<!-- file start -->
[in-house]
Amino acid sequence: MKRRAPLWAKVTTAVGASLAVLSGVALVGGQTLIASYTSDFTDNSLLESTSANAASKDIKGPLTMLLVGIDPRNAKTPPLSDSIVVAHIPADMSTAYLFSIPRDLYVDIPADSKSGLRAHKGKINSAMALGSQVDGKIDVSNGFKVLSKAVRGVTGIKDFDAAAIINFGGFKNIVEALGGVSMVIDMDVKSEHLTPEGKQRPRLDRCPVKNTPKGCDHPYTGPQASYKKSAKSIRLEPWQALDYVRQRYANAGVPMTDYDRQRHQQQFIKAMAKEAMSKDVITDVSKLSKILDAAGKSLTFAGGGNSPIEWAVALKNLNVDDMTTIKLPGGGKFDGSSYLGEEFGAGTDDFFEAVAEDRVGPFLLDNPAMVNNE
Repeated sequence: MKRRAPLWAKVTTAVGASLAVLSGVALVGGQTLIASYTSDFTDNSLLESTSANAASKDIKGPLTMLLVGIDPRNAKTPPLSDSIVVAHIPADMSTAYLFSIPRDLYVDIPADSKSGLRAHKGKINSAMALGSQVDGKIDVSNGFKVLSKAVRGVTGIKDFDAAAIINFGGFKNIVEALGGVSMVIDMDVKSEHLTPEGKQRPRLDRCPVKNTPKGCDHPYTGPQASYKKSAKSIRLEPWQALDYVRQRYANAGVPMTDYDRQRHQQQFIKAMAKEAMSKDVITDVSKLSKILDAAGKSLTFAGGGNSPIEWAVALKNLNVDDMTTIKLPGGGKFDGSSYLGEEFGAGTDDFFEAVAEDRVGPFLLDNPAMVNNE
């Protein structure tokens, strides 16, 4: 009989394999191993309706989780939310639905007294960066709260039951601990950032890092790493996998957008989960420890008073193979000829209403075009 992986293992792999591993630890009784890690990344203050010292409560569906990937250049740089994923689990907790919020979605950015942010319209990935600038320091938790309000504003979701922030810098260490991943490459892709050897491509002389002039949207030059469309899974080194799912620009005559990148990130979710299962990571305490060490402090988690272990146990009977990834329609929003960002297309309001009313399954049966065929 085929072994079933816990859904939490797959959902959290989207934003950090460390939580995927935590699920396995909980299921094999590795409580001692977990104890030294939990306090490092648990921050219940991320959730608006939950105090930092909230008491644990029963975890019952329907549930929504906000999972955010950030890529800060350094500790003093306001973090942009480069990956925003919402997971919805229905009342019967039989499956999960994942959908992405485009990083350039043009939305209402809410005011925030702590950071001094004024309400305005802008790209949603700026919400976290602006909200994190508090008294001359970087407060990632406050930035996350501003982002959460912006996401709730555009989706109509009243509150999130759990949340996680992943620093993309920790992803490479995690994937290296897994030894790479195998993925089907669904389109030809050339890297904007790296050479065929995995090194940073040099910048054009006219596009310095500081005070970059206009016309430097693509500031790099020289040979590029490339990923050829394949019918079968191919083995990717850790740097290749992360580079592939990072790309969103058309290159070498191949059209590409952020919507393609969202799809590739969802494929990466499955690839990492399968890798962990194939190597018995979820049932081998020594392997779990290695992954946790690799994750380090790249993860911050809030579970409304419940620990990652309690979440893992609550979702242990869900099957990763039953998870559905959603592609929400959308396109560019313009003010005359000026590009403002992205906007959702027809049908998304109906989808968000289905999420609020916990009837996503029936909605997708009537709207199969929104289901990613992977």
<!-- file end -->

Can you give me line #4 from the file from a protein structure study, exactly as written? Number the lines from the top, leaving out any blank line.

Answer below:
């Protein structure tokens, strides 16, 4: 009989394999191993309706989780939310639905007294960066709260039951601990950032890092790493996998957008989960420890008073193979000829209403075009 992986293992792999591993630890009784890690990344203050010292409560569906990937250049740089994923689990907790919020979605950015942010319209990935600038320091938790309000504003979701922030810098260490991943490459892709050897491509002389002039949207030059469309899974080194799912620009005559990148990130979710299962990571305490060490402090988690272990146990009977990834329609929003960002297309309001009313399954049966065929 085929072994079933816990859904939490797959959902959290989207934003950090460390939580995927935590699920396995909980299921094999590795409580001692977990104890030294939990306090490092648990921050219940991320959730608006939950105090930092909230008491644990029963975890019952329907549930929504906000999972955010950030890529800060350094500790003093306001973090942009480069990956925003919402997971919805229905009342019967039989499956999960994942959908992405485009990083350039043009939305209402809410005011925030702590950071001094004024309400305005802008790209949603700026919400976290602006909200994190508090008294001359970087407060990632406050930035996350501003982002959460912006996401709730555009989706109509009243509150999130759990949340996680992943620093993309920790992803490479995690994937290296897994030894790479195998993925089907669904389109030809050339890297904007790296050479065929995995090194940073040099910048054009006219596009310095500081005070970059206009016309430097693509500031790099020289040979590029490339990923050829394949019918079968191919083995990717850790740097290749992360580079592939990072790309969103058309290159070498191949059209590409952020919507393609969202799809590739969802494929990466499955690839990492399968890798962990194939190597018995979820049932081998020594392997779990290695992954946790690799994750380090790249993860911050809030579970409304419940620990990652309690979440893992609550979702242990869900099957990763039953998870559905959603592609929400959308396109560019313009003010005359000026590009403002992205906007959702027809049908998304109906989808968000289905999420609020916990009837996503029936909605997708009537709207199969929104289901990613992977």